The shopping population of Asda is symptomatic of the town I now call home. Although I like it here (I moved here from Essex - enough said) it's not without its oddities. I suspect that every town has its little pockets of weirdness - places that you walk through with the feeling that all the angles are slightly wrong and that the people have an indefinable not-quite-rightness about them. As I walked to the tattooist on Friday (I'm not having any more tattoos, honestly) I passed a young woman who was (and please bear in mind that this was at 2pm on Friday, in pretty much the centre of town) reclining on a low wall in what can only be described as a suggestive manner. This in itself is not outside the (very edge of the) boundaries of normal behaviour and, had she not been clutching a fairly new-looking, unboxed video recorder I probably wouldn't have walked past trying not to look in the vain hope of figuring out what the hell she was doing. As I passed, she languidly uncurled herself, stood up and strolled off, still nonchalantly gripping her random electrical equipment as she melted into the crowds. Slightly further along the road was a group of three young women, one of whom was carrying a small boy who looked to be around two years old. They were evidently discussing Christmas presents as the woman holding the child said to him "Well, maybe if you're good you might get a bike". I was smiling to myself at the thought of Christmas being a time of peace, goodwill and bribing your children to be good with the threat of telling Father Christmas how evil they've been and therefore restricting potential presents to an orange and a piece of tinfoil when she followed this suggestion up with "So you'll stop saying "bitch" then? No more "bitch"?". Predictably the boy responded smartly with a cry of "bitch!" and they disappeared down into the underpass. It was a relief to find myself in the relative normality of the tattooist's, and as the burly woman with the swallow tattooed on her neck booked me in I finally began to relax.

In case anyone was considering it, I feel duty-bound to tell you that having a tattoo on your foot fucking hurts. Carry on.

Can anyone see me??

I've realised today that my blog's been down for some reason. I couldn't see it on my laptop at home but my dialup is so slow I assumed that it was simply that. However I tried just now on the Other Half's super duper whizzy broadband and couldn't see it either. I've republished it and hopefully normal service has been resumed - in all senses as a couple of day's break have me fizzing with ideas.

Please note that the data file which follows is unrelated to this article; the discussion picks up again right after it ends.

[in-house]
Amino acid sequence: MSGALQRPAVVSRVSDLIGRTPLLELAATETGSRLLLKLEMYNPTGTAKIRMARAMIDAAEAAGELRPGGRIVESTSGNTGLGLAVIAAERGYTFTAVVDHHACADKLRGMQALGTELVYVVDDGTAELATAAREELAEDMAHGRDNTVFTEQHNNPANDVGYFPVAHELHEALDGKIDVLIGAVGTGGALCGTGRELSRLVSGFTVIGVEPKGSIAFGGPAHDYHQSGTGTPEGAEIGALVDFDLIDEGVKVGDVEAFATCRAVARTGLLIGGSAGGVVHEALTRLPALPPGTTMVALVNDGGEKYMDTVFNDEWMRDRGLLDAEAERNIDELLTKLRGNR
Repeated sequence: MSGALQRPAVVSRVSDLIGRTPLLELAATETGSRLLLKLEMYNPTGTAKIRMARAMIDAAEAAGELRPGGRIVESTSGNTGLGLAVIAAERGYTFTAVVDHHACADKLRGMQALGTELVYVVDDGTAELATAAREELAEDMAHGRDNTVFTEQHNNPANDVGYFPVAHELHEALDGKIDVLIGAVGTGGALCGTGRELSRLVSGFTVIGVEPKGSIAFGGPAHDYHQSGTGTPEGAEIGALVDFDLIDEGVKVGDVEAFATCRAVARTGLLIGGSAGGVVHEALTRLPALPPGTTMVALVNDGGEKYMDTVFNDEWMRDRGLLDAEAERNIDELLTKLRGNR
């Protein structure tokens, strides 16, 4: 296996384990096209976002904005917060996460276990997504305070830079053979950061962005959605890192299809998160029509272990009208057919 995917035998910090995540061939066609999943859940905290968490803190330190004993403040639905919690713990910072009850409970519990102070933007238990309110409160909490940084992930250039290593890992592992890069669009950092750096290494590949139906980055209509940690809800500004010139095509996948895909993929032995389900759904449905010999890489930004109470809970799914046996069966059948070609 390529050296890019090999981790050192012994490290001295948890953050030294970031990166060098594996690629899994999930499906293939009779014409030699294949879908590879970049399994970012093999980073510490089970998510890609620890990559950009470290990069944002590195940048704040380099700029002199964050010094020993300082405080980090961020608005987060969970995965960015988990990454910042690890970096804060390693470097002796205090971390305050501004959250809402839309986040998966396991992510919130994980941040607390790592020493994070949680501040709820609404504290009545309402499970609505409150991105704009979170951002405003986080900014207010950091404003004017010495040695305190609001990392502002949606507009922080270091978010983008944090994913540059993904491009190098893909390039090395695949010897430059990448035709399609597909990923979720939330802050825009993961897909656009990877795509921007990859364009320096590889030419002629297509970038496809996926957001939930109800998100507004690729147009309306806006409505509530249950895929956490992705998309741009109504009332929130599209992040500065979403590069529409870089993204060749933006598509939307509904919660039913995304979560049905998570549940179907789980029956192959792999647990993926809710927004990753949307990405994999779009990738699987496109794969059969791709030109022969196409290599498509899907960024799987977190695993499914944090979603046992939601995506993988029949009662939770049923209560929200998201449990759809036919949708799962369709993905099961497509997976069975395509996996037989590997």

So, help me out here. Did anyone try and get here only to be met with a blank screen? And will anyone ever come back?

Do tell.

Friday, October 14, 2005


It was decided yesterday that Small Person will be spending Christmas eve and Christmas day at her Dad's. This is for a number of reasons (mostly to do with his parents, their insistence on seeing her open her presents and my reluctance to invite them to the flat) and will be a repeat of last year. I'm sort of glad in a weird way. Last year was everyone's first Christmas apart (I left the Ex in August, the Other Half left home in November) so it was potentially a very difficult time. It wasn't without its problems; notably a weeping, hysterical phone call from the Ex demanding to know why me and my GBF had had our Christmas dinner with Small Person the week before as she was saying she didn't want another one (this was resolved in the end by firm and repeated application of the phrase "what, in real terms, can I actually do about this?" which led to his eventual retreat) and, on leaving the Ex's house on the day itself (having been over to watch Small Person open her presents*), being presented with a card which read "To My Wife at Christmas" and a clumsy attempt at a snog (eeurgh). That aside, the Other Half and I had a wonderful day. We drank champagne, ate far too much and went for a drunken giggly walk through the park. It was an interesting exercise in the ability of the human mind to compartmentalise - I was missing Small Person, the Other Half had listened to his ex-wife crying on the phone that morning, we both had guilt and upset to deal with. Yet it remains golden and warm in my mind and I'm looking forward to more of the same (Now with Added Peace!!!) this year.